Administering the WAIS-IV using a home-based telehealth videoconferencing model
Organisation: TBI Network and Auckland University of Technology
Pilot study completed.
Introduction: There are a number of barriers to accessing neuropsychological assessment, including a shortage of neuropsychologists, long wait times and need to travel, particularly for those residing in rural areas. Teleneuropsychology (TNP) may offer an alternative service model to address those barriers. To date no research has examined reliability of home-based assessment models using a comprehensive battery, generating an overall cognitive composite score. The aim of this study was to examine the reliability and feasibility of a home-based videoconferencing administration of the Wechsler Adult Intelligence Scales-4th Edition (WAIS-IV).
Methods: Thirty healthy adult participants (aged 18 to 40 years) completed the WAIS-IV in person and via home-based videoconferencing utilising a randomized counter-balanced methodology. Paper record forms for Coding/Symbol Search and Blocks were sent and returned via tamper proof courier packs. Participants completed an online survey of their experiences of TNP following completion of their assessments.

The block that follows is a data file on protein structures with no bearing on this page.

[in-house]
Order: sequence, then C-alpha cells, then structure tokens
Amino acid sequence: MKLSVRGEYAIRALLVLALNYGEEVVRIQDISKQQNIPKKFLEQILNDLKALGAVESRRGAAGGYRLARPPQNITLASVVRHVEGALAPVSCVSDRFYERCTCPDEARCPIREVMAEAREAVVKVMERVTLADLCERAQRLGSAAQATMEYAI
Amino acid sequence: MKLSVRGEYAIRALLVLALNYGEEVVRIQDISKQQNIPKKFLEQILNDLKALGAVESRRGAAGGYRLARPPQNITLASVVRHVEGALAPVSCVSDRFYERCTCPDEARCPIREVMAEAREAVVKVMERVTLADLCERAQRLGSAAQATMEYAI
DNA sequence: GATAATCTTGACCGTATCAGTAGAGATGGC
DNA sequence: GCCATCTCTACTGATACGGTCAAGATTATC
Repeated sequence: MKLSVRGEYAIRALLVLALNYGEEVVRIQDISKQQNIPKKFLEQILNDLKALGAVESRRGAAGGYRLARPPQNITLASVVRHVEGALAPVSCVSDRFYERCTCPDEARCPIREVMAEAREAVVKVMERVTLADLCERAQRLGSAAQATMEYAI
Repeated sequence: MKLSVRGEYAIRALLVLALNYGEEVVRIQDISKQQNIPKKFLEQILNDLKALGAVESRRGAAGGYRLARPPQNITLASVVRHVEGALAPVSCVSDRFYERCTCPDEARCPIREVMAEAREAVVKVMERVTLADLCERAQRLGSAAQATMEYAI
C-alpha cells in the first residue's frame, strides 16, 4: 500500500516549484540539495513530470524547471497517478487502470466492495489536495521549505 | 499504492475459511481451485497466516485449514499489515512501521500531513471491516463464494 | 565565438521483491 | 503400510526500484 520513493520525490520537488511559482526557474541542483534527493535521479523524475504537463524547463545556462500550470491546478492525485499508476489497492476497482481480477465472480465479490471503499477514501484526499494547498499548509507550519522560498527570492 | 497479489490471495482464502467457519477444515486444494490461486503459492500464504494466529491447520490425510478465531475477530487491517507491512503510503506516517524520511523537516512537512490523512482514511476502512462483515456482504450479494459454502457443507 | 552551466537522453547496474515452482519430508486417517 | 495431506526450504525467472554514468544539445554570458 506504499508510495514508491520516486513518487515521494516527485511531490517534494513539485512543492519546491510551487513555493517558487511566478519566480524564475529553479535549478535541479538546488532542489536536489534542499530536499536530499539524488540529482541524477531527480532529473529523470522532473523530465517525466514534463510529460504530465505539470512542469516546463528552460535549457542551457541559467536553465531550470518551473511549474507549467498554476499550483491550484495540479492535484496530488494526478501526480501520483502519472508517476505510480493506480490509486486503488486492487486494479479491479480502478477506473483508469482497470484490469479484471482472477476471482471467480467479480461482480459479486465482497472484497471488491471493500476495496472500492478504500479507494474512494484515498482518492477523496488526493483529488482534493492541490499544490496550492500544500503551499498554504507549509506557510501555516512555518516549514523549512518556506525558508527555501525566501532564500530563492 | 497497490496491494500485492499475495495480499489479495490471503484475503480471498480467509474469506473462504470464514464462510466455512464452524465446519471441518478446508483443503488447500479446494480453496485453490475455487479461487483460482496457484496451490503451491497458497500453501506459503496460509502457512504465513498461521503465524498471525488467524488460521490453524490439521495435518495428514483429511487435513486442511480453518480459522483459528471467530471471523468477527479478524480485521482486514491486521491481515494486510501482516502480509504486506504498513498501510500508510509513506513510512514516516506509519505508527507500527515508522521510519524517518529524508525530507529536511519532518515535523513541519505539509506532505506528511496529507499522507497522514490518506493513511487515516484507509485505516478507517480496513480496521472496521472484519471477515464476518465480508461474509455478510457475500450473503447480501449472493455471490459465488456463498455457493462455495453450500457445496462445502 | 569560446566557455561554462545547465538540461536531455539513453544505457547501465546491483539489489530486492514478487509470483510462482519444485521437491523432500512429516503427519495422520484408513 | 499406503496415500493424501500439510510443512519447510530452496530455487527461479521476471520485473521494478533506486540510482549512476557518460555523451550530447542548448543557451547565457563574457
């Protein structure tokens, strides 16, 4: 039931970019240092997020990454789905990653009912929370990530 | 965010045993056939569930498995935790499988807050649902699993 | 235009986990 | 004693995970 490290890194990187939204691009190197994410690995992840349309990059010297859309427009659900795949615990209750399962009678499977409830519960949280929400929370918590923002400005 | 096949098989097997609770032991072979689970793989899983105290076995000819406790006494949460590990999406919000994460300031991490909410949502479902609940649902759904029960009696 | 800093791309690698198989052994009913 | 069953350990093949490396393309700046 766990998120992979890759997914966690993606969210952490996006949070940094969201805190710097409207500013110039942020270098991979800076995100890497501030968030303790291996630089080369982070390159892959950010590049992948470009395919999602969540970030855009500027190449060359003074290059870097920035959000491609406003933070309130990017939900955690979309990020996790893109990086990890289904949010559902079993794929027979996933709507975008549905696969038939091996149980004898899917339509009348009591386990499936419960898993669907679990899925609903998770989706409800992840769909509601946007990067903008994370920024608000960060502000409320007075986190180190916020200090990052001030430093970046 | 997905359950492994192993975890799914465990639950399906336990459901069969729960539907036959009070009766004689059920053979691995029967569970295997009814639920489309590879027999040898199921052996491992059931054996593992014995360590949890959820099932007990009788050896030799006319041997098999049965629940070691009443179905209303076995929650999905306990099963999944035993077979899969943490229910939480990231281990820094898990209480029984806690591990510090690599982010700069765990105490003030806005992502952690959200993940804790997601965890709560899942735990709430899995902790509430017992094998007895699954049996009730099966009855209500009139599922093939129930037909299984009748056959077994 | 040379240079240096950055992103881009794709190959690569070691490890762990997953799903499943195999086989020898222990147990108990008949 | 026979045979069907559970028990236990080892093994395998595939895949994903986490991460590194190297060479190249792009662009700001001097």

Results: Data was analysed using SPSS software examining group mean comparisons, intraclass correlation coefficients and Bland-Altman measures of bias. Findings from both modalities were highly concordant across all WAIS-IV subtests and indices, with all Intraclass Correlation Coefficients (ICC’s) rated as “excellent,” (≥ 0.9), there were no significant mean group differences and there was no evidence of proportional bias. The majority of participants were very satisfied with the use of videoconferencing as an application for cognitive assessment and high levels of participant compliance were obtained.
Discussion: In this non-clinical cohort videoconference administration of the WAIS-IV was reliable and acceptable. Videoconferencing may offer an alternative for those consumers where there are challenges in accessing a face-to-face service delivery model, thereby improving equity, and enabling continuation of service delivery.
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